Rav Elchanan initially suggests that indeed, our practice cannot be reconciled with Tosefot’s position, and is based on a different view, that tzitzit are required anytime one benefits from the garment, even if the garment is not made for this purpose. However, Rav Elchanan then notes that we do not, generally, derive any physical benefit from our tallit gadol or tallit katan, and thus the question remains as to how we fulfill the mitzva with these garments.
Rav Asher Weiss addresses this question and answers by postulating a general theory regarding the qualifications of a cheftza shel mitzva (“mitzva object”). He asserts that whenever an object is specifically produced for the sake of a certain mitzva, this intention suffices for the object to be valid for use for that mitzva. Even if Halakha generally requires some other intent for the object to be suitable, this intent is not needed if the object was made specifically for the sake of the mitzva. Thus, even if Tosefot and the Beit Yosef are correct, that a garment is subject to the tzitzit obligation only if it is made for physical comfort, this condition applies only to garments that are not made specifically for the sake of the mitzva of tzitzit. Our tallit gadol and tallit katan, which are, quite obviously, produced especially for the fulfillment of the mitzva, qualify even though they are not made for comfort.
Rav Weiss points to other examples, as well, including the obligation of sukka. The Gemara in Masekhet Sukka (8b) establishes that a hut constructed for pedestrian purposes, such as those made by guards and shepherds, are suitable for the mitzva of sukka (assuming, of course, they have all the required properties of a sukka), despite their not being constructed for the sake of the mitzva. The only condition, the Gemara states, is that the hut was built for the purpose of providing shade, as opposed to privacy or security (such as camouflage or storage). Clearly, this condition, that the sukka must be constructed for the purpose of providing shade, is not required if a sukka is built for the sake of the mitzva. Rashi, earlier in Masekhet Sukka (2b), writes explicitly that a sukka constructed for the sake of the mitzva does not have to be made specifically for shade, and this is also obvious from the very fact that we do not use our sukkot for anything other than the mitzva. Once again, the mitzva object – the sukka – is suitable for the mitzva once it was produced for this purpose, even though it would otherwise require some other intent.
A third example cited by Rav Weiss is the candle upon which we recite the berakha of “borei me’orei ha-eish” at havdala on Motza’ei Shabbat. The Shulchan Arukh (O.C. 298:11-12) rules explicitly that this berakha may be recited only on a candle that was kindled to provide illumination, as opposed to candles lit for decoration, or memorial candles lit in honor of a deceased person. Of course, we recite the berakha over candles that hardly provide any significant illumination. The likely explanation of the common practice, Rav Weiss notes, is that the candle is lit for the sake of the mitzva, and this intention suffices. The requirement that the candle was lit for illumination applies only if the candle was not lit specifically for the mitzva.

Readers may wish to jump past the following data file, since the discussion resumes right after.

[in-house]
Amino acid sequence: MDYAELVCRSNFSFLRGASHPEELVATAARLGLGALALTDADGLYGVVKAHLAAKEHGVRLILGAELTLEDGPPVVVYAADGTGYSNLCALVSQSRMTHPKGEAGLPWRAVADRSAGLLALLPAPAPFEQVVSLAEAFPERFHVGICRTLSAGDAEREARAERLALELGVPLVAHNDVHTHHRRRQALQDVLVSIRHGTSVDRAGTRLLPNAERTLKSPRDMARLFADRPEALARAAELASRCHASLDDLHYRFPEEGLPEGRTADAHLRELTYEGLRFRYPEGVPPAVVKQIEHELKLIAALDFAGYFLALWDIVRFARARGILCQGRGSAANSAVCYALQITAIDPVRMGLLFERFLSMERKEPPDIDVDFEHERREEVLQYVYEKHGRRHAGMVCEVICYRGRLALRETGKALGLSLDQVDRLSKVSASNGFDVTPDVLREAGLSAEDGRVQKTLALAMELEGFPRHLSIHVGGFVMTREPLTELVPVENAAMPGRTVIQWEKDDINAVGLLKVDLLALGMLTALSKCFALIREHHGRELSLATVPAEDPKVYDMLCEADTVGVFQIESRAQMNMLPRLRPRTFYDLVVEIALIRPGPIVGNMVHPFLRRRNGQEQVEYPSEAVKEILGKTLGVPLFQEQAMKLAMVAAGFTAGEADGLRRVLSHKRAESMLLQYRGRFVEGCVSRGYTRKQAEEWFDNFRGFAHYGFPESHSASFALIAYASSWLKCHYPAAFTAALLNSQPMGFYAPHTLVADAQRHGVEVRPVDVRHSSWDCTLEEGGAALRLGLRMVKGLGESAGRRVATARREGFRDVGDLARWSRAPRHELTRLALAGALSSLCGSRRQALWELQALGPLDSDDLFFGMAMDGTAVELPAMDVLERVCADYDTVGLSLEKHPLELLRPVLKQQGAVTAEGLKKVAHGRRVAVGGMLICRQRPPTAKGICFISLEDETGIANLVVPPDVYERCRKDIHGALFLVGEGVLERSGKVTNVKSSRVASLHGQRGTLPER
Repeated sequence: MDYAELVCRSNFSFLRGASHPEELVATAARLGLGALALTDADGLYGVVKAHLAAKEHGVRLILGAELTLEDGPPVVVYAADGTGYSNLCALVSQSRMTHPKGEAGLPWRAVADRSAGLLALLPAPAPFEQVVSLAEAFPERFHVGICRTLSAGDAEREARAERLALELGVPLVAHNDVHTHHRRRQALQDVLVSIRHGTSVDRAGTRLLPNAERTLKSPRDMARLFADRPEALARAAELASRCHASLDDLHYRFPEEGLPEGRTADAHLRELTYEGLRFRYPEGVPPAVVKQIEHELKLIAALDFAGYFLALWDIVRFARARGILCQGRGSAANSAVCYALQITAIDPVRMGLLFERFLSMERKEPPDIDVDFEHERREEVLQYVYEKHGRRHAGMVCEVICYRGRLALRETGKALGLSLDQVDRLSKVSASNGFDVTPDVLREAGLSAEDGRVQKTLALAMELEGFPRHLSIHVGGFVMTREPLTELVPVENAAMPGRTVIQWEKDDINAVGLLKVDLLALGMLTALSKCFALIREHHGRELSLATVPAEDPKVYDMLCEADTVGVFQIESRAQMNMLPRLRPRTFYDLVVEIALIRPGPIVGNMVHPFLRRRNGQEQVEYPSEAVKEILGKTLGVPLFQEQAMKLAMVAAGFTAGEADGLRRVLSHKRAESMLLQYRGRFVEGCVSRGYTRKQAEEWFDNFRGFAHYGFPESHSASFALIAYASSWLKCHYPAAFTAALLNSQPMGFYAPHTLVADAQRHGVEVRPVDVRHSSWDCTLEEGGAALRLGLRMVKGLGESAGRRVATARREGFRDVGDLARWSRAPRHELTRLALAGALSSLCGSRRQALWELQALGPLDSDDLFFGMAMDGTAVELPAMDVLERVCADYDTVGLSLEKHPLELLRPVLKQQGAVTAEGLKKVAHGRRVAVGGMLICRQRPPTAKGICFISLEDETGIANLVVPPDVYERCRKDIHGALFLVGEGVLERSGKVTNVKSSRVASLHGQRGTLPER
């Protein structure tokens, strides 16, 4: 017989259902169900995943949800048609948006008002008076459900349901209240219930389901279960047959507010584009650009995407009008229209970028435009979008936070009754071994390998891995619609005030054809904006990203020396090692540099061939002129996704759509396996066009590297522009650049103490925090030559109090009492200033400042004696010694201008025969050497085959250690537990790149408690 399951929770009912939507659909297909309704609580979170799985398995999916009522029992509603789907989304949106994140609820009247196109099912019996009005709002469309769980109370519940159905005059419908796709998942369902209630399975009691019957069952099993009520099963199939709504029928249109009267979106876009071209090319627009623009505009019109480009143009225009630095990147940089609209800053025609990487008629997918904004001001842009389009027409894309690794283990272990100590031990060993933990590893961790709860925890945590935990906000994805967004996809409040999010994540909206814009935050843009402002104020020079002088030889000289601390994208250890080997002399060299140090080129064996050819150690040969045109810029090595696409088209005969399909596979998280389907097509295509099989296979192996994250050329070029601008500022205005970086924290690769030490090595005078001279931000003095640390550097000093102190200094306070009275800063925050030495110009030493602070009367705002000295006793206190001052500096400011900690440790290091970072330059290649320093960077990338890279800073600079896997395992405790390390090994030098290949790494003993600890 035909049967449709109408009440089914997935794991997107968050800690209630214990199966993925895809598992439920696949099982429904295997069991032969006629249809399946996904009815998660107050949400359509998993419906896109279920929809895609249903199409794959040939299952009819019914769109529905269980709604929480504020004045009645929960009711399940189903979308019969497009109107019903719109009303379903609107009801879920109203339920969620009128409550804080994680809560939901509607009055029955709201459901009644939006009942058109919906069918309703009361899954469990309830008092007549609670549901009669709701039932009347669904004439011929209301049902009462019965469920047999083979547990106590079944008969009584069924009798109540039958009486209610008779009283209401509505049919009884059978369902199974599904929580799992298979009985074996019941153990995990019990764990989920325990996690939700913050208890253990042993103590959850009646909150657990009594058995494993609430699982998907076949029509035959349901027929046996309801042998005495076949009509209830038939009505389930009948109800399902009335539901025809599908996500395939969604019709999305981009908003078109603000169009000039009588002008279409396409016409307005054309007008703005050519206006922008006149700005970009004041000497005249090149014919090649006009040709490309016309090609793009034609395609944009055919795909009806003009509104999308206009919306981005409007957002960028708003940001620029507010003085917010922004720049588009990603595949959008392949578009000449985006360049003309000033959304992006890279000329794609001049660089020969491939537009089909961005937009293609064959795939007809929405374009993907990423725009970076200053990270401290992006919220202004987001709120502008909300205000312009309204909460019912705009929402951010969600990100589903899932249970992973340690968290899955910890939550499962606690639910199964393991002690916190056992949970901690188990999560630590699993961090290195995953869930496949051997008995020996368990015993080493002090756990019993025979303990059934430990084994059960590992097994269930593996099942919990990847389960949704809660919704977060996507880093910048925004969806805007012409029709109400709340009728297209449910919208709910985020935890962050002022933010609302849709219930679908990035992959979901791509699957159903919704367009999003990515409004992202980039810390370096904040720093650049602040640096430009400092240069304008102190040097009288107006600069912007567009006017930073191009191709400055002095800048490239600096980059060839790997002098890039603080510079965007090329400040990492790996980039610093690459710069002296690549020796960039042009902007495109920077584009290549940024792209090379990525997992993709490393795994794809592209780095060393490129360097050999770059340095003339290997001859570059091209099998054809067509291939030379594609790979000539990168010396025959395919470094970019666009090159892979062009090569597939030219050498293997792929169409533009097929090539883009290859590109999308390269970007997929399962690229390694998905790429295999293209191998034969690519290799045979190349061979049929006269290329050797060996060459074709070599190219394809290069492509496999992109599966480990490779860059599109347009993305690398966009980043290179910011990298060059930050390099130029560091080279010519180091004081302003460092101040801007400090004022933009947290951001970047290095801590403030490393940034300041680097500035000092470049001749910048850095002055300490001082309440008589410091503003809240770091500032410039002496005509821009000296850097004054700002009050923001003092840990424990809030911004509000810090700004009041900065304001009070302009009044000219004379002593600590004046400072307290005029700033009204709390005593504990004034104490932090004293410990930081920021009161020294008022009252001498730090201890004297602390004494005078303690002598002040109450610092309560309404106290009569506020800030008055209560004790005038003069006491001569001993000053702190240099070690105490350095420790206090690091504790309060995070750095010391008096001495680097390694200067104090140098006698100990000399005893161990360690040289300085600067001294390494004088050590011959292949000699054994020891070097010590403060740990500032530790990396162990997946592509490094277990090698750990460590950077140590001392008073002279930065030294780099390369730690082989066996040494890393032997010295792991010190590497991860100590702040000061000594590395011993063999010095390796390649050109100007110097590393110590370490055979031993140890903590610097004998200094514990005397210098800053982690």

The Torah in Parashat Shelach (15:17-21) introduces the mitzva of challa, which requires removing a piece of dough from one’s batter and giving it to a kohen. The portion given to a kohen must be treated as teruma, which means it may be eaten only in a state of ritual purity, and it must not come in contact with ritual impurity. As these conditions cannot be met nowadays, the portion of dough removed and designated as challa is generally burned, or wrapped and discarded.
As challa shares the halakhic properties of teruma, it is subject to a unique stringency relevant to bittul – negation by the majority in a mixture. If a piece of dough designated as challa is mixed with regular dough, the entire mixture becomes forbidden unless the challa comprises a proportion of less than 1/100th. If the challa comprises 1/100th or more of the mixture, then the entire mixture has the status of challa and is thus forbidden for consumption. This ruling is codified and discussed by the Shulchan Arukh (Y.D. 323).
The Rama, citing earlier sources, writes that in such a case, there is a way of circumventing the prohibition and preserving the batter. Namely, one can perform hatarat nedarim – the annulment of his “vow” – to retroactively annul his designation of the portion of dough as challa. Just as one who takes a vow can, in most circumstances, have the vow annulled by approaching a scholar or Beit Din and explaining that he regrets taking the vow, similarly, one can annul his designation of a portion of food as teruma or challa through the same procedure. And thus if a portion of challa mixes with a large batter, one can avoid having to discard the entire batter by retroactively annulling his designation of that portion as challa. Of course, he must then remove a new portion to fulfill the challa obligation.